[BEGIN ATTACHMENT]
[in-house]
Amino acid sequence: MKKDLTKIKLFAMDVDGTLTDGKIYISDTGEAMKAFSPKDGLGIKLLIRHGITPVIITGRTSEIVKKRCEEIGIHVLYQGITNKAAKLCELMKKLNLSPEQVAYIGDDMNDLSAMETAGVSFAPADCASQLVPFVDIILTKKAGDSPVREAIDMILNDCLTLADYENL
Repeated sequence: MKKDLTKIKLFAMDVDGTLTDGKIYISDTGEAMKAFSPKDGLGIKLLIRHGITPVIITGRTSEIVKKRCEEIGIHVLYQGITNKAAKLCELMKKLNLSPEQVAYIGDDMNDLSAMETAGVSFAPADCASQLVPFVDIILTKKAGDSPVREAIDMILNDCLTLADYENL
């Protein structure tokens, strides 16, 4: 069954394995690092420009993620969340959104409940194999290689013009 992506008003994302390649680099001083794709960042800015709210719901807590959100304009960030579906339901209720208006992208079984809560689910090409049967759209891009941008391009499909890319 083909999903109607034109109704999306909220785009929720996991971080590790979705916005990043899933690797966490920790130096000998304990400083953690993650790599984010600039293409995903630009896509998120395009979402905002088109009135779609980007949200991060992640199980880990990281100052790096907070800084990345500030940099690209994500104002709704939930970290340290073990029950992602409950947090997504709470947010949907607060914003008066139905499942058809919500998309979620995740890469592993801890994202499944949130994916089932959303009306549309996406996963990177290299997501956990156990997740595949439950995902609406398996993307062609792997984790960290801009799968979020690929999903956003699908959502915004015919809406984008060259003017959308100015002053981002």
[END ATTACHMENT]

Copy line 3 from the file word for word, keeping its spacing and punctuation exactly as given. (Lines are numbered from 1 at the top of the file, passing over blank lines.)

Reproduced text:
Repeated sequence: MKKDLTKIKLFAMDVDGTLTDGKIYISDTGEAMKAFSPKDGLGIKLLIRHGITPVIITGRTSEIVKKRCEEIGIHVLYQGITNKAAKLCELMKKLNLSPEQVAYIGDDMNDLSAMETAGVSFAPADCASQLVPFVDIILTKKAGDSPVREAIDMILNDCLTLADYENL